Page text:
You’re a dark, funny and surprising bunch. We asked you all to tell your life stories in six words, and you blew us away with your responses—more than 5,000 so far, and they’re still pouring in. While story by story your six-word summations were alternately heartbreaking and hilarious, they were even more moving and powerful when taken in huge helpings—as we discovered when we were poring over the submissions, sometimes hundreds at a time.
To determine the winner, contest co-pilot Rachel Fershleiser and I narrowed the list down to our favorite 500, then to a painstaking 25. Then we asked a dozen or so SMITH contributing editors to choose their top three. Finally, we tallied. To be eligible to win the iPod, you also had to sign up to receive a memoir a day on your phone via Twitter (which was free and fun, as lots of you found out).
Maybe it’s the mood this country’s in, but many of your stories revealed self-doubt, resignation or a desire to explain yourself. At the same time, most of you—in one way or another—appeared to just want to tell it like it is. And what “it is” is your world in six words, making for life stories in miniature that we’ve been honored to receive. We hope they’ll continue to find their way from you to us as we put together a book of six-word memoirs.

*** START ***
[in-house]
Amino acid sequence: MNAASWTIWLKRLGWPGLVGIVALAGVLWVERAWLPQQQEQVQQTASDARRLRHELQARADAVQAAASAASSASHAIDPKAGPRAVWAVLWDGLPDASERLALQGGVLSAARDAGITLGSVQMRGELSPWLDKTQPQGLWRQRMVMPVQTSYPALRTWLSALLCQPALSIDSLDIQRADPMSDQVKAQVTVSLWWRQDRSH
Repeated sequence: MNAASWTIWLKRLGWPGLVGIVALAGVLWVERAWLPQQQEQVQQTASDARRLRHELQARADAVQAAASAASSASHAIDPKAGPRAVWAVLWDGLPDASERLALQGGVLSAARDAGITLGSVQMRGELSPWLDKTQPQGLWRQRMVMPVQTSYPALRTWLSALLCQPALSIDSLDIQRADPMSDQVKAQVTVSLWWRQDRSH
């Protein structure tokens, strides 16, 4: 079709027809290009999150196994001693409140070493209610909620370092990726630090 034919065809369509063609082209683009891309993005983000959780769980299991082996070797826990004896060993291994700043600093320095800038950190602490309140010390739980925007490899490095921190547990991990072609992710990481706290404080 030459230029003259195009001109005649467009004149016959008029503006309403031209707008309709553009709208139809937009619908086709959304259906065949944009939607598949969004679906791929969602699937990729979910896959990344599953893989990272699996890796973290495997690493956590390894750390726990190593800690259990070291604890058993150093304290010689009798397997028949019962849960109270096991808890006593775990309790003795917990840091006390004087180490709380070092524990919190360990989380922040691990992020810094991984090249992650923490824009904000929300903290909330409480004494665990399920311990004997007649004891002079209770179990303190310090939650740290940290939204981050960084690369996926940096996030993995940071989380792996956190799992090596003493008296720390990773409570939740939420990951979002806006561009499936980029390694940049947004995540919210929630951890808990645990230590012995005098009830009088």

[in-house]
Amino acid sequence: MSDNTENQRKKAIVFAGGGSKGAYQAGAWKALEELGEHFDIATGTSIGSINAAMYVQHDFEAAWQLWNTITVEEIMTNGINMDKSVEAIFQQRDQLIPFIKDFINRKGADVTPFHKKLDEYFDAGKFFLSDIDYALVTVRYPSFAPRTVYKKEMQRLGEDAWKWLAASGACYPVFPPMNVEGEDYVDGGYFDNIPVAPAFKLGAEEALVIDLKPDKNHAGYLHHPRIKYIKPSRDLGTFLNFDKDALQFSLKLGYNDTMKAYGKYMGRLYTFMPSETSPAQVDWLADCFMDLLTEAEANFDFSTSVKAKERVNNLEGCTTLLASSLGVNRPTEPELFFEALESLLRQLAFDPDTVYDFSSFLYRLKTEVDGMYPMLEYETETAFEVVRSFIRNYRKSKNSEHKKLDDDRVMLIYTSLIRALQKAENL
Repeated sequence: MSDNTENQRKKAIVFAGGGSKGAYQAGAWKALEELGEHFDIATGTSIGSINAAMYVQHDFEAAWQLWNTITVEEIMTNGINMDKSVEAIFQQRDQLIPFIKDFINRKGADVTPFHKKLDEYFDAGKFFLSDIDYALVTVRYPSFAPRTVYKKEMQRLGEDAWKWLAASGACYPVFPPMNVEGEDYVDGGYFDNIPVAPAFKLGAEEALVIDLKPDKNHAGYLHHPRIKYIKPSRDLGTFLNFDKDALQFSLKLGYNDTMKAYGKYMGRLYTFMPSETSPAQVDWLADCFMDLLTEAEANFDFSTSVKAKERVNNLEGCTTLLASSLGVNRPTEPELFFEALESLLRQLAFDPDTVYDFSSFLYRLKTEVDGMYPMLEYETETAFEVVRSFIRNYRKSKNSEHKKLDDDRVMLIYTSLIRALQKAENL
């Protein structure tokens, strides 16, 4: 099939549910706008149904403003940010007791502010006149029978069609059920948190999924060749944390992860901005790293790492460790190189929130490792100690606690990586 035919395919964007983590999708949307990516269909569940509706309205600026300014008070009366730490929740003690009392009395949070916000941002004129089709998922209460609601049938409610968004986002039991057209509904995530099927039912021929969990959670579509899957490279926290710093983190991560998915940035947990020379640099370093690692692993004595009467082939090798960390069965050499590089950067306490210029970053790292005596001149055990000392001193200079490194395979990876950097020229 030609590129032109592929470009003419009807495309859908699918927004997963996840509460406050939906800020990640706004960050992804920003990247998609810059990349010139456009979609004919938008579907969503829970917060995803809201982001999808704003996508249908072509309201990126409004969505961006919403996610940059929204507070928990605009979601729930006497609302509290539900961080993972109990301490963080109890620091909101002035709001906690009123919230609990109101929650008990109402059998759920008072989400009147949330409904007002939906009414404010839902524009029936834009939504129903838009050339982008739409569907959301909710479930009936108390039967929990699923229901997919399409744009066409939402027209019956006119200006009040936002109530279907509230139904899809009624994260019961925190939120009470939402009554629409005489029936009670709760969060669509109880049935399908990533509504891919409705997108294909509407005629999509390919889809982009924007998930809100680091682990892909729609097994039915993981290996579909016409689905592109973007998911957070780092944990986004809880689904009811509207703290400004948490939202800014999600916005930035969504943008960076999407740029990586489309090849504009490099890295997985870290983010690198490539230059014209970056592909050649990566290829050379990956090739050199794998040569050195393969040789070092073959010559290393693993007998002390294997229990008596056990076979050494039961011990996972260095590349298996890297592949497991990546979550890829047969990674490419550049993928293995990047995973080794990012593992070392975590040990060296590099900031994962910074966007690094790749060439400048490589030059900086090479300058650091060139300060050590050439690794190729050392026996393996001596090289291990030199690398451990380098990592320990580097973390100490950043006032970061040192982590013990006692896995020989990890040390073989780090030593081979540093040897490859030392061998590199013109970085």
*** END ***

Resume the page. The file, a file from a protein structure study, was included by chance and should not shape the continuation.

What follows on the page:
Until then, the next tall mocha soy latte is on Abigail Moorhouse, the caffeinated owner of a new iPod and winner of SMITH Magazine and Twitter’s first annual Six-Word Memoir Contest.
Her story: “Barrister, barista, what’s the diff, Mom?”
After the jump, more of your many, many amazing six-word memoirs.
Never really finished anything, except cake. —C. Perkins
Not quite what I was planning… —S. Grimes
Jew-born. Yeshiva-educated. Date goyim. -A. Ellin
Savior complex makes for many disappointments. —A. Schubach
Found true love, married someone else. -B. Stromberg
Mistakenly kills kitten. Fears anything delicate. —S. Henderson
Bad brakes discovered at high speed. —J. Baumeister
After Harvard, had baby with crackhead. —R. Templeton
Caring for parents. Life is circular. —T. McGrath
Nerdy girl smutmonger. Now, baby fever. —R.K. Bussell
Scarred by 911; helped by penguins. —A. Blackburn
Ex-wife and contractor now have house. —D. Peck
Nose broken, beauty queen changes profession. —D. Rubin
Being a monk stunk. Better gay. —B. Redman
School geek married a luscious cheerleader. —C. Clukey
Married for money. Divorced for love. —R. Abraham
Wealthy woman escapes with handsome mailman. —A. Shewan
One tooth, one cavity, life’s cruel. —J. Bettencourt
Life behind a microphone gets lonely. —C. Kash
Mormon economist marries feminist. World’s collide. —M. McBride
I still make coffee for two. —Z. Nelson